House of Commons Hansard #123 of the 40th Parliament, 3rd Session. (The original version is on Parliament's site.) The word of the day was information.

Topics

House of Commons

10:05 a.m.

Liberal

The Speaker Peter Milliken

I invite the House to take note of today's use of the wooden mace.

The wooden mace is traditionally used when the House sits on February 3 to mark the anniversary of the fire that destroyed the original Parliament buildings on this day in 1916.

Procedure and House Affairs
Committees of the House
Routine Proceedings

February 3rd, 2011 / 10:05 a.m.

Conservative

Joe Preston Elgin—Middlesex—London, ON

Mr. Speaker, pursuant to Standing Orders 104 and 114, I have the honour to present, in both official languages, the 24th report of the Standing Committee on Procedure and House Affairs regarding membership of the committee to the House.

If the House gives its consent, I intend to move concurrence in the 24th report later today.

National Public Transit Strategy Act
Routine Proceedings

10:05 a.m.

NDP

Olivia Chow Trinity—Spadina, ON

moved for leave to introduce Bill C-615, An Act to establish a National Public Transit Strategy.

Mr. Speaker, happy New Year of the Rabbit.

Canadians deserve and need fast, reliable, affordable and accessible public transit. However, unlike all other G8 or OECD countries, Canada does not have a national public transit strategy, nor does it have a transit policy or program.

My national public transit strategy act seeks to establish a legislative framework, with the federal government taking a leadership role in coordinating all levels of government in an effort to maintain and expand public transit across the country. Together, a public transit plan would be developed and the plan would establish a clear mechanism so there would be sustainable, predictable and long-term funding for public transit.

The national public transit act or strategy has been long requested by the Federation of Canadian Municipalities, the big city mayors caucus, the Canadian Urban Transit Association, the urban transportation task force and transit authorities from coast to coast to coast. Together, they point to an $18 billion gap in transit infrastructure needs. They lament that there is a piecemeal approach through various funding sources and that every year billions of dollars are lost due to traffic congestion while, simultaneously, transit authorities struggle to meet demands.

Investment in public transit creates jobs, fuels economic growth and contributes to clean air, decreased congestion and lower greenhouse gas emissions. It is high time Canada had a comprehensive public transit strategy.

(Motions deemed adopted, bill read the first time and printed)

Procedure and House Affairs
Committees of the House
Routine Proceedings

10:05 a.m.

Conservative

Joe Preston Elgin—Middlesex—London, ON

Mr. Speaker, if the House gives its consent, I move that the 24th report of the Standing Committee on Procedure and House Affairs presented to the House earlier today be concurred in.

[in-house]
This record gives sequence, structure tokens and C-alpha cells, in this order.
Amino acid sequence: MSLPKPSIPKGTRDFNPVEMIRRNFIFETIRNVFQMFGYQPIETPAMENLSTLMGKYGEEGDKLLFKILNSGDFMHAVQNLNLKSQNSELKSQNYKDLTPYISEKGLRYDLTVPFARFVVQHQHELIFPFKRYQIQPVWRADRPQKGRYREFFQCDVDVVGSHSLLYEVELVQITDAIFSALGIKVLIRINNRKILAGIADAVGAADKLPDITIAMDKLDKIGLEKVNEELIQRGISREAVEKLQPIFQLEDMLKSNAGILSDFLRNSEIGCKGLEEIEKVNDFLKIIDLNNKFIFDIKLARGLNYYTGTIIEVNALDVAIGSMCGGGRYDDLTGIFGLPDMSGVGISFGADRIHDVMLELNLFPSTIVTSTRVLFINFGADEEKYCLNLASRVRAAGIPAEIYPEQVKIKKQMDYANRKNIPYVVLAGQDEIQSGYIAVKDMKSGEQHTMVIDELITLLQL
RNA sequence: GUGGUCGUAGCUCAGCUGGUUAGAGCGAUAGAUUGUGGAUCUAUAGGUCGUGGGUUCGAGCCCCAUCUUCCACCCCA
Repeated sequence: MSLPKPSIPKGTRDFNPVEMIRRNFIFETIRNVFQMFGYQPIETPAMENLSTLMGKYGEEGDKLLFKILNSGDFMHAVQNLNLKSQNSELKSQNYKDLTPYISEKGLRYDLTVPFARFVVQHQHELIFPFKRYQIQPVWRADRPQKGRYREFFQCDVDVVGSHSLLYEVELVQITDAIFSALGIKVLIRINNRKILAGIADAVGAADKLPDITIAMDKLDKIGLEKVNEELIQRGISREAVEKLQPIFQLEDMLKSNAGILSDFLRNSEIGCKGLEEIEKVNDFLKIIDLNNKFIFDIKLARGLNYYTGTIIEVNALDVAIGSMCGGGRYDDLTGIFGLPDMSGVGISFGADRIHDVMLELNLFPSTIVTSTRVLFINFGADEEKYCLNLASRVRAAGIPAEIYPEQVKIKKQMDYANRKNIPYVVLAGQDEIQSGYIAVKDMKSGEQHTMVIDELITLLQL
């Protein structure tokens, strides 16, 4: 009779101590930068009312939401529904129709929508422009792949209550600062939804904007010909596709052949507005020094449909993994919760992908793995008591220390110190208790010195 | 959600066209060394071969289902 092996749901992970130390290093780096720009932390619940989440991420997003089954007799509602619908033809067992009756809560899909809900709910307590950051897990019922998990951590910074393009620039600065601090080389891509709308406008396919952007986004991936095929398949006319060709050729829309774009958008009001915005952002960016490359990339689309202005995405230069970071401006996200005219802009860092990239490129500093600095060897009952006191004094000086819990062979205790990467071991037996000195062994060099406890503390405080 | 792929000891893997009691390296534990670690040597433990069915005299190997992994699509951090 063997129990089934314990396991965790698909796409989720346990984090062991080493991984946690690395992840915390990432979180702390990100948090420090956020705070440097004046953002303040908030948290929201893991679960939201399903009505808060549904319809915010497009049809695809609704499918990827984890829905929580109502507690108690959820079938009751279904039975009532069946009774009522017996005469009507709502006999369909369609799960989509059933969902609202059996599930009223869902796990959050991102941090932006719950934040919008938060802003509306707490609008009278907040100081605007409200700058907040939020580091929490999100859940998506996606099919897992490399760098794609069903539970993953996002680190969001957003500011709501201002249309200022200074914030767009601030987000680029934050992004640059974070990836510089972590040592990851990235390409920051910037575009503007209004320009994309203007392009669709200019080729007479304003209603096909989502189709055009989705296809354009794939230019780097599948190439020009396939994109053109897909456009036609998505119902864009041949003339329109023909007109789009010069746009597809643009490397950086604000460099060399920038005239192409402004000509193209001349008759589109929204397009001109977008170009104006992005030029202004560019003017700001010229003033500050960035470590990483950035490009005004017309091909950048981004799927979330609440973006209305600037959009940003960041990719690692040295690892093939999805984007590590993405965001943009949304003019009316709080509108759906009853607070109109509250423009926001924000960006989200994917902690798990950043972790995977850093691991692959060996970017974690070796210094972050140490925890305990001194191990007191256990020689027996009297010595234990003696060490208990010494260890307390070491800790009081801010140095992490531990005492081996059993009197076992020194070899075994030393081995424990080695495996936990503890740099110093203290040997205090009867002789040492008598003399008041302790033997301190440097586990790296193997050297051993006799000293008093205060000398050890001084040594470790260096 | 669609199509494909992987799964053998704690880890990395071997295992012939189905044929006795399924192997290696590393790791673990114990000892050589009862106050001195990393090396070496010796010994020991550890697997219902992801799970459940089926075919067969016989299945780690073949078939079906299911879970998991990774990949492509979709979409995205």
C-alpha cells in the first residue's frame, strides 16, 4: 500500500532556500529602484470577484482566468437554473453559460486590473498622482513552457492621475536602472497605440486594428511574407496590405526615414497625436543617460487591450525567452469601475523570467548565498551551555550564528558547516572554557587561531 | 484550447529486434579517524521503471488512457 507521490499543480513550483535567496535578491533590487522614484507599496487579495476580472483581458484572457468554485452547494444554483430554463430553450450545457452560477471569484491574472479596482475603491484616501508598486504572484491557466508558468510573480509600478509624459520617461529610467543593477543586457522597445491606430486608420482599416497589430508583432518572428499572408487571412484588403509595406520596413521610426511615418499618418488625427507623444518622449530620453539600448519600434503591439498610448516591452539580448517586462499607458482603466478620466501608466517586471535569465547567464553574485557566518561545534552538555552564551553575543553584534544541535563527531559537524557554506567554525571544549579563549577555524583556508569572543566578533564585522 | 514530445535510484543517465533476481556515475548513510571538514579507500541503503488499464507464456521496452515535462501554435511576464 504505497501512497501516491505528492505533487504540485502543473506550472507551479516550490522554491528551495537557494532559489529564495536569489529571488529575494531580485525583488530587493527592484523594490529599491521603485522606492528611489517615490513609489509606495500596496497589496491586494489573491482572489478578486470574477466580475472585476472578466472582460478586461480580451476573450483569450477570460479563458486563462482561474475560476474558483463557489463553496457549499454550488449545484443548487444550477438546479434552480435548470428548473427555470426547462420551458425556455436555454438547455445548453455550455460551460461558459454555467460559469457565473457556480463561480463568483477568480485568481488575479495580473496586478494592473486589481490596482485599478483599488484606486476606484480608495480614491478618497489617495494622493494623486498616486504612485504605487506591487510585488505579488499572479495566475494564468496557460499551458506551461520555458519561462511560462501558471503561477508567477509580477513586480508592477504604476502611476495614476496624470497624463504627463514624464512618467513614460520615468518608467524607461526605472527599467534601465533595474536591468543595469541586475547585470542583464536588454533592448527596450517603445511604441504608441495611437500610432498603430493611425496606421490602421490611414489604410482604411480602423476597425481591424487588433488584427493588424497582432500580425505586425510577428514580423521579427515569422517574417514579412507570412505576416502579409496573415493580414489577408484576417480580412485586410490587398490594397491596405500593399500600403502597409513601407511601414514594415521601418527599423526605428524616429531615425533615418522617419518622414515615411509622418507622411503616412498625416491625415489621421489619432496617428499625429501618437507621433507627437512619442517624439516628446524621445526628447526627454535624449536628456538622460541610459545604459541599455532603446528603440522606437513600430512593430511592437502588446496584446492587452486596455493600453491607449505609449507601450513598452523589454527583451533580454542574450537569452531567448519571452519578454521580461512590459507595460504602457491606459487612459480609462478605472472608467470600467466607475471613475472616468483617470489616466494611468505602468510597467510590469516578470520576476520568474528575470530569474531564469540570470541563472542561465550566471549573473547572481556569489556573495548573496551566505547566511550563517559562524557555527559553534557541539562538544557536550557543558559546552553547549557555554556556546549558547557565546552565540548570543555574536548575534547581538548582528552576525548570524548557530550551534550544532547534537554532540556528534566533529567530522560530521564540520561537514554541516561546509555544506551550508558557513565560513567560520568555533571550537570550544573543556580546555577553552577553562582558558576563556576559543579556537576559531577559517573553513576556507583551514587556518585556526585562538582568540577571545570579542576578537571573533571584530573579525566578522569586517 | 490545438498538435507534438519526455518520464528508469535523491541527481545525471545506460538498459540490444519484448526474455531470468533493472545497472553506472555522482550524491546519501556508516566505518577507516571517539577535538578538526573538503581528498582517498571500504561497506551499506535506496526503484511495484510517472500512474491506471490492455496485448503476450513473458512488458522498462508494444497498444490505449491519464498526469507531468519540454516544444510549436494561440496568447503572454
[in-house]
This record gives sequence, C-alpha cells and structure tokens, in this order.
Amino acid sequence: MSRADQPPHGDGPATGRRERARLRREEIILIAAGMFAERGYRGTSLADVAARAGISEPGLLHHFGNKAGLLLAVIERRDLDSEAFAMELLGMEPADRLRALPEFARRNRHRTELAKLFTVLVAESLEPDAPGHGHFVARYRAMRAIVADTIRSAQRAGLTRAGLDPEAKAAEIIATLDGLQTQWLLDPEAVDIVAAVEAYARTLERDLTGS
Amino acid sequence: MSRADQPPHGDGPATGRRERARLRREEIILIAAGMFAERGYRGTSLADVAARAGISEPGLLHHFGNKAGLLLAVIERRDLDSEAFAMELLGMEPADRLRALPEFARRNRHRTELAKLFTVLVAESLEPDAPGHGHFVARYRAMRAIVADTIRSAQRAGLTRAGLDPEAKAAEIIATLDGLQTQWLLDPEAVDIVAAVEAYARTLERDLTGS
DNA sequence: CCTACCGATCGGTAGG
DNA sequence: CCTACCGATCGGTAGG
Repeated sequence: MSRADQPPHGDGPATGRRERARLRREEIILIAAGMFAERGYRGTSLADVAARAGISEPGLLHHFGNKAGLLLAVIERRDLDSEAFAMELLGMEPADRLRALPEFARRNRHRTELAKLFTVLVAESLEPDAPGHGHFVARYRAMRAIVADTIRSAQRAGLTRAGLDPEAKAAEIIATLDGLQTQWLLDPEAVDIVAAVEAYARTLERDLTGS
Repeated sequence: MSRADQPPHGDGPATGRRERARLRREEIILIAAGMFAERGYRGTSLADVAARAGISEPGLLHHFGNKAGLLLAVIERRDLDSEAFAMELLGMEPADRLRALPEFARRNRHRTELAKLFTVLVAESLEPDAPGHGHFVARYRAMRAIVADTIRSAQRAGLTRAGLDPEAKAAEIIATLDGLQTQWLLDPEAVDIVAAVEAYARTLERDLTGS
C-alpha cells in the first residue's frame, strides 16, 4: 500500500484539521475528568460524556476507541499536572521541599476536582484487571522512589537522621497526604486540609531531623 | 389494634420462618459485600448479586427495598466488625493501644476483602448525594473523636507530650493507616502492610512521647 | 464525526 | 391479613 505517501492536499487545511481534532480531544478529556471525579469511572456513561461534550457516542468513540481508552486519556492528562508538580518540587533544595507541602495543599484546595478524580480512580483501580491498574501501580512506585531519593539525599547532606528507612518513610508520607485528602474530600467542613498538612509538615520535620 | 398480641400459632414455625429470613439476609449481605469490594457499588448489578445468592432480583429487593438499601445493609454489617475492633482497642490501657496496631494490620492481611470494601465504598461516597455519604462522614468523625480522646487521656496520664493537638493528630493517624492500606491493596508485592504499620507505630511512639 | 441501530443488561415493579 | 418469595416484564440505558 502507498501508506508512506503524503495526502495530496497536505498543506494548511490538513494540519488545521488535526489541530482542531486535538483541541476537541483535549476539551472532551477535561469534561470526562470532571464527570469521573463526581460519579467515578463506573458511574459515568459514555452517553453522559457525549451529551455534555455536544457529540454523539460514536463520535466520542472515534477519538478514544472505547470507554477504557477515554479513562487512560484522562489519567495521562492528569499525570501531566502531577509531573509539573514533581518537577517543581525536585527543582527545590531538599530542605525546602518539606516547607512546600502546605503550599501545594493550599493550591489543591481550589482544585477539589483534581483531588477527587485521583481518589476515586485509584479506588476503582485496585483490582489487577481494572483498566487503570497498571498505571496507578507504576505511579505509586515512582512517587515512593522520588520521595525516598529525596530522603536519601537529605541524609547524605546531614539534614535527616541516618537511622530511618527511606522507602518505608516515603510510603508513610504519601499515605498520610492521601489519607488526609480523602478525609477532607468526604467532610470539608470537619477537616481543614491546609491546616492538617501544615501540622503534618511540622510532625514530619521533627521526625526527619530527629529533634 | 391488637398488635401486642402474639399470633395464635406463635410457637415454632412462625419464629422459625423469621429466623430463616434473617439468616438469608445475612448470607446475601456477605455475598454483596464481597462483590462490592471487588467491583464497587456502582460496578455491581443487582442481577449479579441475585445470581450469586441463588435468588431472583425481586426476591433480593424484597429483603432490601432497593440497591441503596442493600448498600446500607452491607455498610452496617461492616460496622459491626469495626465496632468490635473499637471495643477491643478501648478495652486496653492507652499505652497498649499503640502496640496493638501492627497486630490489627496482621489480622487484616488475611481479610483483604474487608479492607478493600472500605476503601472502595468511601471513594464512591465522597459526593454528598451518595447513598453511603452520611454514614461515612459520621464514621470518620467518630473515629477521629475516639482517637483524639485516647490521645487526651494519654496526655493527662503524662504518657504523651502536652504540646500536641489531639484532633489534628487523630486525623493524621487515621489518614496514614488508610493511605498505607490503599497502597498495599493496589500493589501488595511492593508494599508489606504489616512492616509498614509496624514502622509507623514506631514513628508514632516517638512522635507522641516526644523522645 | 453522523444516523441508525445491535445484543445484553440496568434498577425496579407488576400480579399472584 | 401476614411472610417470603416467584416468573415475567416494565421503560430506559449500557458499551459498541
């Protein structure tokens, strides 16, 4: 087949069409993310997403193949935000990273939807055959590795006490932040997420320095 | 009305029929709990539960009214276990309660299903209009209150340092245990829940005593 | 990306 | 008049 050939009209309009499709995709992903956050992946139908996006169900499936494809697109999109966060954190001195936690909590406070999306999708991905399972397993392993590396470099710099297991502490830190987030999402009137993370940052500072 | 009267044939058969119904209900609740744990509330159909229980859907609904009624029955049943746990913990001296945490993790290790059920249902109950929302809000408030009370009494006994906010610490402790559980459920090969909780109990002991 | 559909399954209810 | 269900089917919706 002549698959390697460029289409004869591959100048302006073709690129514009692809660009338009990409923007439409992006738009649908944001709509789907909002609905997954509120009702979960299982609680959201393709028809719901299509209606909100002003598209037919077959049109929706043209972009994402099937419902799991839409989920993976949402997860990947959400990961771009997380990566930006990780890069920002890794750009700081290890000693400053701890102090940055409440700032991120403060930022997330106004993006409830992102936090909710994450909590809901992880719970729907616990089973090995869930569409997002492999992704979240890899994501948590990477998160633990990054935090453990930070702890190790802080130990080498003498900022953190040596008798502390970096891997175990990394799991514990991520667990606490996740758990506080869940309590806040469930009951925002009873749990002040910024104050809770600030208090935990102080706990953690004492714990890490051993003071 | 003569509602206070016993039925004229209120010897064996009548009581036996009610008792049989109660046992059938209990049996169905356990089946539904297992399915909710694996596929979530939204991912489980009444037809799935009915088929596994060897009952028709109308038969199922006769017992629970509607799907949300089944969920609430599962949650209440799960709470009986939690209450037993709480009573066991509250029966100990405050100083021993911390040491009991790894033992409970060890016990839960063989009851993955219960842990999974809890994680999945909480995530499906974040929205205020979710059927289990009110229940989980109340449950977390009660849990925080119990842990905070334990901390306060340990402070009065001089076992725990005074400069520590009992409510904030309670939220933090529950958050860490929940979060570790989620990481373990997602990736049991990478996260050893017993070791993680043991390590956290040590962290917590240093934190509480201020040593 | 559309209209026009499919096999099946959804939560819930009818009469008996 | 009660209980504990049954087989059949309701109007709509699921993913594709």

Procedure and House Affairs
Committees of the House
Routine Proceedings

10:05 a.m.

Liberal

The Speaker Peter Milliken

Does the hon. member for Elgin—Middlesex—London have the unanimous consent of the House to propose the motion?

Procedure and House Affairs
Committees of the House
Routine Proceedings

10:05 a.m.

Some hon. members

Agreed.

Procedure and House Affairs
Committees of the House
Routine Proceedings

10:05 a.m.

Liberal

The Speaker Peter Milliken

The House has heard the terms of the motion. Is it the pleasure of the House to adopt the motion?

Procedure and House Affairs
Committees of the House
Routine Proceedings

10:05 a.m.

Some hon. members

Agreed.

Procedure and House Affairs
Committees of the House
Routine Proceedings

10:05 a.m.

Liberal

The Speaker Peter Milliken

(Motion agreed to)

Animal Welfare
Petitions
Routine Proceedings

10:05 a.m.

NDP

Bill Siksay Burnaby—Douglas, BC

Mr. Speaker, I am pleased to table petitions signed by a number of people in the Montreal area who are very concerned about the import and export of horses for slaughter for human consumption.

The petitioners point out that horses in our culture are most often kept for sport and companionship and not raised as food producing animals. This means that they are regularly given drugs that are prohibited from being used in any food producing animal. When such animals are sold for human consumption they are, therefore, likely to contain prohibited substances.

The petitioners call upon Parliament to adopt Bill C-544, An Act to amend the Health of Animals Act and the Meat Inspection Act to ban the import or export of horses for slaughter for human consumption.

Afghanistan
Petitions
Routine Proceedings

10:05 a.m.

NDP

Jim Maloway Elmwood—Transcona, MB

Mr. Speaker, my petition calls for the end of Canada's military involvement in Afghanistan.

In May 2008, Parliament passed a resolution to withdraw Canadian forces by July 2011. The Prime Minister, with the agreement from the Liberal Party, broke his oft-repeated promise to honour the parliamentary motion and, furthermore, refuses to put it to a parliamentary vote in the House.

Committing 1,000 soldiers to a training mission still presents a danger to our troops and an unnecessary expense when our country is faced with a $56 billion deficit. The military mission has cost Canadians more than $18 billion so far, money that could have been used to improve health care and seniors' pensions right here in Canada.

In fact, polls show that a clear majority of Canadians do not want Canada's military presence to continue after the scheduled removal date of July 2011. Therefore, the petitioners call upon the Prime Minister to honour the will of Parliament and bring the troops home now.